Sunday, August 31, 2008

In space, no one can hear you... clean.

[Blogging from Narita International Airport as I wait for my flight to Chicago. Strangely, this airport isn't particularly tourist-friendly, unless you happen to read and speak Japanese, want to buy high-end duty-free goods- who comes into the airport thinking to buy a Bvlgari ring?- crave ultra-sweet Japanese candy, or are looking for kitschy Japanese souvenirs. I'm sitting at my gate sipping an iced latte- which surprise surprise, is called "iced latte" in Japanese... Am hoping to have an uneventful flight all the way to Detroit, i.e. no birds flying into plane engines and the people at O'Hare don't screw up and delay me for some random reason again. If all goes well, I should be back in AA in 17 hours. Cross fingers...]

Boy meets girl. Boy falls in love with girl. Girl is captured by strange forces. Boy saves girl. Girl falls in love with boy. Girl almost loses boy. The couple reunite. They live happily ever after. Yup, at its core Wall-E is a romantic comedy, pure and simple, and I fell in love with it at first gaze into Wall-E's soulful mechanical eyes.

For the first 40 minutes of the movie, there is hardly any dialogue, mostly beeps and chirps between the two protagonists, but this matters little, and you really hardly notice. Because the same people who gave us a piece of baguette in Ratatouille that looked as real as something you'd get at a French boulangerie have given us an animated (non-human) couple with more humanity than most Hollywood actors. Every nuanced emotion- ardor, annoyance, anxiety- is evocatively conveyed, like a Chaplin silent film or Marceau mime, with few words but a whole lot of heart. And by the last 15 minutes of the movie, I couldn't wipe the tears from my eyes fast enough, as if I was watching a heartwrenching 4-hanky weepie...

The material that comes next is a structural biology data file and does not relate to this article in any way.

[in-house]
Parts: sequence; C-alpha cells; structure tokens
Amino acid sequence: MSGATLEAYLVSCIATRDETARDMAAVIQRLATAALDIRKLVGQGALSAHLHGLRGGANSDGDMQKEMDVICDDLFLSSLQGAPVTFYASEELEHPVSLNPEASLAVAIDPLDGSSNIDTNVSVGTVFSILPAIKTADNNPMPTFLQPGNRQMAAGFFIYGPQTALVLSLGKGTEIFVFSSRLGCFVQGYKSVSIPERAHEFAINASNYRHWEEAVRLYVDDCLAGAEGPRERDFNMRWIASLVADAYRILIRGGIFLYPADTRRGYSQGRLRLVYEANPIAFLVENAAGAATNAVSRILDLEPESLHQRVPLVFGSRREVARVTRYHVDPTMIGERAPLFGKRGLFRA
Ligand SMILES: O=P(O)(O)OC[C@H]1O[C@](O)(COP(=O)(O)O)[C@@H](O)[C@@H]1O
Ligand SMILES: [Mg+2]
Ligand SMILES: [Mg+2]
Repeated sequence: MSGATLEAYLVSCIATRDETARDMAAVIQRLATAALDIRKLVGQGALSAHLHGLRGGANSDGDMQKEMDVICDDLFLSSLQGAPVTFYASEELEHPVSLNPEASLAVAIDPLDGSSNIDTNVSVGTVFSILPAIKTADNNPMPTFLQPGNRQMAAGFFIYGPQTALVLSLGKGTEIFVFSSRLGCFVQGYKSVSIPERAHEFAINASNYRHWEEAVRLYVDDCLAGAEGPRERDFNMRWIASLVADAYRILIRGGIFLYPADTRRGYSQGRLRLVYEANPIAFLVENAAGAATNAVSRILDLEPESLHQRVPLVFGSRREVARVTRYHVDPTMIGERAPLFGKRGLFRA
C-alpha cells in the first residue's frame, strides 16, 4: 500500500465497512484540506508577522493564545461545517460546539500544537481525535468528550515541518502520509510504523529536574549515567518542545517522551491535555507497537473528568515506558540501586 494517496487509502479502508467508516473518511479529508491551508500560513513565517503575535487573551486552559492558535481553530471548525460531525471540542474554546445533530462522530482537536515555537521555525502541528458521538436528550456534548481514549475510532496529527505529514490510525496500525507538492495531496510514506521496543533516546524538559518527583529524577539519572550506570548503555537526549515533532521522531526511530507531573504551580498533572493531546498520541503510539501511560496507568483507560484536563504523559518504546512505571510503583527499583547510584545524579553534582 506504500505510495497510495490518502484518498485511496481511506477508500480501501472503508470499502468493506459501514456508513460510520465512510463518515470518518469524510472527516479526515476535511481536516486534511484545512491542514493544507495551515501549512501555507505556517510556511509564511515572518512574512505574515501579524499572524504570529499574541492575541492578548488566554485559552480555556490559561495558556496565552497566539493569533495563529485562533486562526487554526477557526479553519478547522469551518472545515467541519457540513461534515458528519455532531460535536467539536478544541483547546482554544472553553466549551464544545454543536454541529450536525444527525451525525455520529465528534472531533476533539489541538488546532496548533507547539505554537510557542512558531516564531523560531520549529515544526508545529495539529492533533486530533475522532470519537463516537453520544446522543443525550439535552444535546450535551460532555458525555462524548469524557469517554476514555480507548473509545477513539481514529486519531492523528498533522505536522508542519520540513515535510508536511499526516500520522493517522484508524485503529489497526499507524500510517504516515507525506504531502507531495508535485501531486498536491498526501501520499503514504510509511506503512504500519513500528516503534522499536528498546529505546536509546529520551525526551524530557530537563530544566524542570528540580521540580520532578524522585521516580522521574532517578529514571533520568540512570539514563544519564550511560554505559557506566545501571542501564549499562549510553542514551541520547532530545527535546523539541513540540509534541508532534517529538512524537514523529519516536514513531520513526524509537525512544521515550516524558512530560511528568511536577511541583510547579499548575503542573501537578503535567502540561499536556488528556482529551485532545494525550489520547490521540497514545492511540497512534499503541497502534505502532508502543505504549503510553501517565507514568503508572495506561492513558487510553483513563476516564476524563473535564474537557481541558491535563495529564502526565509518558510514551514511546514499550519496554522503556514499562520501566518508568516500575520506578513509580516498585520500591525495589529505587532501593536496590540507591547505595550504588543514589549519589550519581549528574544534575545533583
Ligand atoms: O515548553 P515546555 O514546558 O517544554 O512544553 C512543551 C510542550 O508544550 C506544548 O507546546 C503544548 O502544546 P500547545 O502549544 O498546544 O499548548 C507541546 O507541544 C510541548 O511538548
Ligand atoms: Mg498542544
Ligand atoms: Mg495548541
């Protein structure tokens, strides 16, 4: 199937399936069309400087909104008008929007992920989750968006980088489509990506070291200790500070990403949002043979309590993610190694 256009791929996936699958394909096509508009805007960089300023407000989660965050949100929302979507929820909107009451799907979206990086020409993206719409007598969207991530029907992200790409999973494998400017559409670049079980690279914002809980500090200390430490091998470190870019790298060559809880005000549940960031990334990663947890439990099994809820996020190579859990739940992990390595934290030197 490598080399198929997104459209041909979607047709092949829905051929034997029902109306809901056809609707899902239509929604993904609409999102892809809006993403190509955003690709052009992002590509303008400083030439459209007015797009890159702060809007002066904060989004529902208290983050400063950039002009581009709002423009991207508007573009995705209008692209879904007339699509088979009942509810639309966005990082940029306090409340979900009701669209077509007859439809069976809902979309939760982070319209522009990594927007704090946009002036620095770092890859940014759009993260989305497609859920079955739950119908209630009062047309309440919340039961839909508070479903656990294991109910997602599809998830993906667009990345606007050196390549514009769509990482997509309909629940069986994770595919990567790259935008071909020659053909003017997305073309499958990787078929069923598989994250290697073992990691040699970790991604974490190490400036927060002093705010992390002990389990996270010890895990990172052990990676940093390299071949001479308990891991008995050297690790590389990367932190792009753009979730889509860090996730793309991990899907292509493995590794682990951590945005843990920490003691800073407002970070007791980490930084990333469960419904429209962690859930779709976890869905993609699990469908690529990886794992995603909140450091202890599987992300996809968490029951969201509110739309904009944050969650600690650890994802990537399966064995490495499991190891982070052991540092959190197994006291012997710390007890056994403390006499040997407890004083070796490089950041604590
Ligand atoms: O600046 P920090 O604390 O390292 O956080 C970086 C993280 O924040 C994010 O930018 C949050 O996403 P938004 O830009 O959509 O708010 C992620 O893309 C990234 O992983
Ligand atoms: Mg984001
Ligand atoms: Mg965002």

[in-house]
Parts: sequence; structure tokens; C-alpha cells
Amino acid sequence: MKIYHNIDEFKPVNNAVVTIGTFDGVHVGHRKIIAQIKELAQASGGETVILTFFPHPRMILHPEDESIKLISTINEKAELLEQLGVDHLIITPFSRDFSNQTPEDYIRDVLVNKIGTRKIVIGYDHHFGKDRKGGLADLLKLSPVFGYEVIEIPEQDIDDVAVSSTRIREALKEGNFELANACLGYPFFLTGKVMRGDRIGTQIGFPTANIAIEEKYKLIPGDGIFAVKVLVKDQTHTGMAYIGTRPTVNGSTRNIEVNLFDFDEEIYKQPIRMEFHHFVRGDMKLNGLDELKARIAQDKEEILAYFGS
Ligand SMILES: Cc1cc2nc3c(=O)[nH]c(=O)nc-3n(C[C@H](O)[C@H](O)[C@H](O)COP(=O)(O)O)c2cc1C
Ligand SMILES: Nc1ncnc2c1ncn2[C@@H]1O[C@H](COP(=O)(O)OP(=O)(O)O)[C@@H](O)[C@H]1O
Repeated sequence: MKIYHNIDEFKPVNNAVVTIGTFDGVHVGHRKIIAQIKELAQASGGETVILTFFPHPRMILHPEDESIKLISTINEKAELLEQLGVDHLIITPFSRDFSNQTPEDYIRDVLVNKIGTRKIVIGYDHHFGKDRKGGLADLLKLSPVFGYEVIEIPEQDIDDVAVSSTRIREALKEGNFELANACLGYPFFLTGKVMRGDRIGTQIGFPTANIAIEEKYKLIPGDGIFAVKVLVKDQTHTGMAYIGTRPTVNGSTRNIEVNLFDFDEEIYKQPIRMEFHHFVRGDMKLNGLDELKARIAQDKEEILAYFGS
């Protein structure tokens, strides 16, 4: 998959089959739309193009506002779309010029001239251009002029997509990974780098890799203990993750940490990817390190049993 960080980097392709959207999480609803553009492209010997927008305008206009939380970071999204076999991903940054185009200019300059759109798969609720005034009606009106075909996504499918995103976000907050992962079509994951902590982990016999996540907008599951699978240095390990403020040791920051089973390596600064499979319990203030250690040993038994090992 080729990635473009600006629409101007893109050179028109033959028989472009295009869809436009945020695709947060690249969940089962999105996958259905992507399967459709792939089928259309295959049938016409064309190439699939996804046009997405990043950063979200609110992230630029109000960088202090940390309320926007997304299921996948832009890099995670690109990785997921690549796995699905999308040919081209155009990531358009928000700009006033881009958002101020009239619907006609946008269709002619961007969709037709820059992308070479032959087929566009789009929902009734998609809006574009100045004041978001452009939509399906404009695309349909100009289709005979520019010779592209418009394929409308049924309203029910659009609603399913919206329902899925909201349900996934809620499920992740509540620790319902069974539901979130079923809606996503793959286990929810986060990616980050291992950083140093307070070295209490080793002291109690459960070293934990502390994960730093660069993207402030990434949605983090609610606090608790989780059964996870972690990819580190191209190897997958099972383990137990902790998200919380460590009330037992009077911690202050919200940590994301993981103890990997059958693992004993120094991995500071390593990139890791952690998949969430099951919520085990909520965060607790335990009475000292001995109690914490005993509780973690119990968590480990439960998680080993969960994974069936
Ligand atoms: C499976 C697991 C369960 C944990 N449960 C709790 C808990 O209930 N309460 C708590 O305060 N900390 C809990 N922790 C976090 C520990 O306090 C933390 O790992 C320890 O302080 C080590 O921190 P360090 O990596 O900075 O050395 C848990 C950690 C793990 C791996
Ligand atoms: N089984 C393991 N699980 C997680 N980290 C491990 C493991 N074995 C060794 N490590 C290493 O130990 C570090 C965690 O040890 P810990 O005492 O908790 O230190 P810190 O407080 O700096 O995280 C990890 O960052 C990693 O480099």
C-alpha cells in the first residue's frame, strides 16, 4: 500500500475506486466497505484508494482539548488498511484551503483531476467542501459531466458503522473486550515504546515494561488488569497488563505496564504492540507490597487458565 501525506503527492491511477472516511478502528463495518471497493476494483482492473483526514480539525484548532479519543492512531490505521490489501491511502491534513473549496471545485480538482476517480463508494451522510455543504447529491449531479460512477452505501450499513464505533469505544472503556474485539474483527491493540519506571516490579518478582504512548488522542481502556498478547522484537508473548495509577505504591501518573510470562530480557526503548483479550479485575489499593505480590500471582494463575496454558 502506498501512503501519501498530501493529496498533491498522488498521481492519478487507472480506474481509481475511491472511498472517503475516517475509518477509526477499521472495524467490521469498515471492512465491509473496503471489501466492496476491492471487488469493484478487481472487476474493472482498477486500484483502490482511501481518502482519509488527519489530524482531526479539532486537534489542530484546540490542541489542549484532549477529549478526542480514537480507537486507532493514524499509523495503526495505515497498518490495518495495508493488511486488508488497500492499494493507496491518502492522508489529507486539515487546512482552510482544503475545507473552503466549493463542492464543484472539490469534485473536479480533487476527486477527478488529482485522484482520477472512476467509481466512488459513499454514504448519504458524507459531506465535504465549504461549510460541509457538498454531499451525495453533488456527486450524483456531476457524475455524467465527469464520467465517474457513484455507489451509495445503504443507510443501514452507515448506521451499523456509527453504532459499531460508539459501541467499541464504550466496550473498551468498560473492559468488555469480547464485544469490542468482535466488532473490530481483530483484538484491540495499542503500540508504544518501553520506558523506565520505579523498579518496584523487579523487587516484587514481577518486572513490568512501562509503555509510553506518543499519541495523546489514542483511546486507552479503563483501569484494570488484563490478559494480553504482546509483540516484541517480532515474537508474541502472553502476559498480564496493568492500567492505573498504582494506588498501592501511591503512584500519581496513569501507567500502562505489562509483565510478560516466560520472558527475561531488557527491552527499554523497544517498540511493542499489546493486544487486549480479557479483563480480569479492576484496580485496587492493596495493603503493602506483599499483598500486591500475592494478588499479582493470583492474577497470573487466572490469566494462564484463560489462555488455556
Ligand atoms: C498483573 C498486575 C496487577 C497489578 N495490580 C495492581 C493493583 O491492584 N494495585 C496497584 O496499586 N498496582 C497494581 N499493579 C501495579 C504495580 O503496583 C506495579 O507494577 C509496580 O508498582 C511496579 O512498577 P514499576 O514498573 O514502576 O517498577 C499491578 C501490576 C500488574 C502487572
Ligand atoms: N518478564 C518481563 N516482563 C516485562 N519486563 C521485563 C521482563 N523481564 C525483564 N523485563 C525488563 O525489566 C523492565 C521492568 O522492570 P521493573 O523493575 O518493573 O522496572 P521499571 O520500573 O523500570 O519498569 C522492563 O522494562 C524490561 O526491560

For those of you who do not stay through the credits at the end of movies, you have to here. You will be duly rewarded because it's one of the best I've ever seen. It was as if an entire other team of animators was put in charge of the credits and it is its own piece of imaginative art. Wall-E might now be my favorite Pixar movie, from its hauntingly eerie vision of a humanless post-apocalyptic Earth (almost I Am Legend-esque, but more poetic) to the sweet purity of Wall-E and Eve's love story, Pixar shows us that animation is way more than cartoon. It's cinematic art.

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